A Trio of Opposites
Posted by: Cindy Dobrez and Lynn Rutan
Lynn: We noticed a delightful coincidence as we’ve unpacked some wonderful publisher deliveries lately – a trio of really terrific books about opposites. They are an interesting mix too including a board book, a pop-up and beautiful picture book. First up is Petr Horacek’s Animal Opposites: A Pop-Up Book that has already by field-tested on the youngest member of our focus group. Horacek uses clear but imaginative examples from the animal world to illustrate the concept of opposites such as short dog and tall giraffe, still sloth and bouncy kangaroo. He has also selected bright colors and sharp contrasting backgrounds on the opposing pages.. A white background changes to bright orange for weak mouse and strong gorilla. The feature that will be most pleasing to both parents and library purchasers though is the sturdy design that will keep the book functioning for a long long time. Instead of the fragile levers or wheels used in many pop-ups, Horacek’s design is for the pop-up to be activated by the turn of page. Clever, effective in helping to emphasize the concept and strong, this is a wonderful design element for its audience. Only one of the pages is a bit vulnerable to small hands and that is the last, featuring a clever fold-up elephant. Each reveal is carefully designed to delight and illustrate the concept and some of them elicit ooh’s and aah’s like the page with the white goose that opens to a gorgeous colorful peacock. Henry adored this book and it was with great difficulty that I packed it up to bring home.
Cindy: It’s rare for me to get excited about a board book, but when I see something special it’s very fun. Xavier Deneux has a new board book series called TouchThinkLearn that is a cool concept. I’m going to talk about Opposites (Chronicle 2013) but the series also includes Colors with two more coming in Spring 2014: Shapes and Numbers. Each two page spread features a pair of opposites but the left side page has a raised die cut shape and the right hand side has a mirrored scooped out shape. For instance High/Low features a ladder with a kitty up high and little fingers can trace around the rungs and sides of the ladder and the kitty. The opposing page features a cut out hole in the ground with a mole down low. Again, fingers can trace the recessed shape of the hole and when the page is turned or the book is closed, the two shapes nest together. Some shapes are identical, others play off each other and children will enjoy examining the differences and figuring out how the raised parts fit in the recessed hole. These books will get lots of wear with busy fingers but they will stand up to the sensory learning just fine. I couldn’t resist them myself!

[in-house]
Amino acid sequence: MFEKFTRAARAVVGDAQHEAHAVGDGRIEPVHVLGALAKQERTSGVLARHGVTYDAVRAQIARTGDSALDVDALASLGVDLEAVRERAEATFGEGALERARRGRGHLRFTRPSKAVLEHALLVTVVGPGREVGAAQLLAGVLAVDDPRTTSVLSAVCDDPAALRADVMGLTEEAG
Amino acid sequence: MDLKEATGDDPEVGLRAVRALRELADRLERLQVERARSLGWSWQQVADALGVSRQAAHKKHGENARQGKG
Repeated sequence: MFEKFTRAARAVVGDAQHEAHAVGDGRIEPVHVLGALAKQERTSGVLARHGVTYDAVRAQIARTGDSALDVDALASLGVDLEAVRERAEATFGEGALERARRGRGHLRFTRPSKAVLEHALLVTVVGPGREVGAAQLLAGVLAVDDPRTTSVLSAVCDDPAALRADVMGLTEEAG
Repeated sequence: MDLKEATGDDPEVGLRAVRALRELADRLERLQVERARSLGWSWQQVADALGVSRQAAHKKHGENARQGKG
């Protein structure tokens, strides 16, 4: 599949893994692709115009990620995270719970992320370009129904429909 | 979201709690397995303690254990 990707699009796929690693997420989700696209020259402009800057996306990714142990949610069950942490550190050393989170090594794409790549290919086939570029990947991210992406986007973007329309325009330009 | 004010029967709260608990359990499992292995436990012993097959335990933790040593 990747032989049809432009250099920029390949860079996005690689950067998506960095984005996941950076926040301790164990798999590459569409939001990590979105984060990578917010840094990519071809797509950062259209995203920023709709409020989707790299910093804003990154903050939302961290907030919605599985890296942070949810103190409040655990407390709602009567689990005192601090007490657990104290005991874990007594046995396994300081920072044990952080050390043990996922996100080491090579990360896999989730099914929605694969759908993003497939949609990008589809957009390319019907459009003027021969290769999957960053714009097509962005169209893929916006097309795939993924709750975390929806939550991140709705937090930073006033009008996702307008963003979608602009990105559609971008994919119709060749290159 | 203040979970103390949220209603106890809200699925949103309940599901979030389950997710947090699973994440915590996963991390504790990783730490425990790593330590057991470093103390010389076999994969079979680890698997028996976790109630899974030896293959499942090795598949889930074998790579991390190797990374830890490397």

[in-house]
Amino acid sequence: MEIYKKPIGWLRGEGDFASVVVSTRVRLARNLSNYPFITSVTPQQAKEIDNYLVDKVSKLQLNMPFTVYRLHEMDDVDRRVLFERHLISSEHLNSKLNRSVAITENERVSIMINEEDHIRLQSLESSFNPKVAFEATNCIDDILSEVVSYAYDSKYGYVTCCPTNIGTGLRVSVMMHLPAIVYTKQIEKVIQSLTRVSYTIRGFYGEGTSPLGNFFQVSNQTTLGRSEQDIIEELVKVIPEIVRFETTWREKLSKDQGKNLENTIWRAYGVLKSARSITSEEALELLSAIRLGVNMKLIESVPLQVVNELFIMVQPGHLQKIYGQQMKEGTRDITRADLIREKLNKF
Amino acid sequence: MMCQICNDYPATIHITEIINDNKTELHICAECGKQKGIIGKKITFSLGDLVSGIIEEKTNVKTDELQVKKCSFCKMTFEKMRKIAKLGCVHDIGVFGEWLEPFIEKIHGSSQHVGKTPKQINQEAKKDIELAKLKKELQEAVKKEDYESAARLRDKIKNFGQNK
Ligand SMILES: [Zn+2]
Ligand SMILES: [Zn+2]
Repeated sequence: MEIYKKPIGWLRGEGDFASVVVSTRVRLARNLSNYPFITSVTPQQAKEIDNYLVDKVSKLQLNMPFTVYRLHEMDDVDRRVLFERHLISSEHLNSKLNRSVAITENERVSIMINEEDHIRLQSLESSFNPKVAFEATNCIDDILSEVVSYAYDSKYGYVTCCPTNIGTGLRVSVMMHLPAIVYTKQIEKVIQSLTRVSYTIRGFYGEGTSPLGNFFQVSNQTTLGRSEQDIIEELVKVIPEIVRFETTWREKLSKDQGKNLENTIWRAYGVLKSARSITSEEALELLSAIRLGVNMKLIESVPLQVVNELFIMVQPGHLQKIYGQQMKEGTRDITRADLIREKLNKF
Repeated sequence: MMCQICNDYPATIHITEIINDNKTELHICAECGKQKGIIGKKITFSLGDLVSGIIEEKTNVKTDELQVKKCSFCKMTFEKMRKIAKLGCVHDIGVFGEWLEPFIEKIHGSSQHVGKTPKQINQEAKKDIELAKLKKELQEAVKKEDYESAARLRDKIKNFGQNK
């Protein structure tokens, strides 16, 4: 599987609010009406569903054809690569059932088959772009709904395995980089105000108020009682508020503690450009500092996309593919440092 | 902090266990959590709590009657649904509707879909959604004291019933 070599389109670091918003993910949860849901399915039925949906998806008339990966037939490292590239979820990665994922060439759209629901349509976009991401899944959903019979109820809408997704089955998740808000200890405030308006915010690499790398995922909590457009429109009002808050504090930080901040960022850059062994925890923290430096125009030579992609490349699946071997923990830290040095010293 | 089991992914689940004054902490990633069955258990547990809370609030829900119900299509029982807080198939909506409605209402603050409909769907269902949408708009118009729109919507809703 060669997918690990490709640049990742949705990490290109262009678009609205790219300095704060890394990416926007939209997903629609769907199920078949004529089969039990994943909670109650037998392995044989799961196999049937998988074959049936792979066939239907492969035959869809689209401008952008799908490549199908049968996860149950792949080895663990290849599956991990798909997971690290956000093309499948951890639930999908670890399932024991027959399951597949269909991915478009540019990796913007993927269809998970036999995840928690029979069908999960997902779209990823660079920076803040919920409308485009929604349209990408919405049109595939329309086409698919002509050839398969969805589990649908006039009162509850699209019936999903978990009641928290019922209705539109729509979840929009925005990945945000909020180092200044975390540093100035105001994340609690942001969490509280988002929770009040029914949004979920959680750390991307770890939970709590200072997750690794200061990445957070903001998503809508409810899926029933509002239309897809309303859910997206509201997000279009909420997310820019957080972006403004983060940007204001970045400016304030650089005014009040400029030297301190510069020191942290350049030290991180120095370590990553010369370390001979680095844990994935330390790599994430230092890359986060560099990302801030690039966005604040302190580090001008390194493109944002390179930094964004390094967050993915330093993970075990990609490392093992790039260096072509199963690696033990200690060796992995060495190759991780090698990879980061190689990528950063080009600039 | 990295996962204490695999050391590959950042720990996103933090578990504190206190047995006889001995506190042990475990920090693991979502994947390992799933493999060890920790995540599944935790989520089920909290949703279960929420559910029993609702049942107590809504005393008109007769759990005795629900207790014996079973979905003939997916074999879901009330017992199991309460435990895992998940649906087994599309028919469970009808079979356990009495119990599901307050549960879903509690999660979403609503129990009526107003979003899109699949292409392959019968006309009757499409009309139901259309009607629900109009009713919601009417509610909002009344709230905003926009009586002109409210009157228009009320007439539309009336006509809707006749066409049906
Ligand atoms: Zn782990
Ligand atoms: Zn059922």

Lynn: The last in our trio is Opposites (Lemniscaat 2013) by Ingrid & Dieter Schubert. This exploration of the concept is for an older audience than the previous two, readers who are already on firm ground with the idea of opposites, and ready to play with the concepts which are presented here in a more complex way. The book is large in size and the design is of colorful two-page spreads, exploring opposing concepts like hot and cold or brave and scared. The pages are scattered with many small charming illustrations of animals in humorous tableau. “Naughty” shows an elephant’s trunk poised over a barrel of water, one frog in a life preserver balanced on the tip of the truck with another frog racing up behind clearly intending to push the first frog into the water. On the opposing “Nice” page a hippo gets ready to catch a pig sliding down a lowered giraffe’s neck. Each page requires careful looking and time to examine all the small and often subtle examples. The charming details reward repeated reading making this a wonderful book for a child with a longer attention span ready for independent time with a book.